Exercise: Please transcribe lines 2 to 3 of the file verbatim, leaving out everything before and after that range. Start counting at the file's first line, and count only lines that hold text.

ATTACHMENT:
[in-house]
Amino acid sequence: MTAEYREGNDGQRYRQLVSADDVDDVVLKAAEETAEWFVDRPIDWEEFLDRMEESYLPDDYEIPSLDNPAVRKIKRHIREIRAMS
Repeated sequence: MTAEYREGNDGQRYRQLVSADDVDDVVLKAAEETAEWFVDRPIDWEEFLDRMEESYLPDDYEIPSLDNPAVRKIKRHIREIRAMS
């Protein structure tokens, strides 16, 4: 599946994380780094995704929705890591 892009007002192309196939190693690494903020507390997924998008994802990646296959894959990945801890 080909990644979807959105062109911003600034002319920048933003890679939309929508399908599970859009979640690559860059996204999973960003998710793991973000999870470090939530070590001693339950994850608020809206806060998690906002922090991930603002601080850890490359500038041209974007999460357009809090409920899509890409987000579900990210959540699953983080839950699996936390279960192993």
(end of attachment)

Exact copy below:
Amino acid sequence: MTAEYREGNDGQRYRQLVSADDVDDVVLKAAEETAEWFVDRPIDWEEFLDRMEESYLPDDYEIPSLDNPAVRKIKRHIREIRAMS
Repeated sequence: MTAEYREGNDGQRYRQLVSADDVDDVVLKAAEETAEWFVDRPIDWEEFLDRMEESYLPDDYEIPSLDNPAVRKIKRHIREIRAMS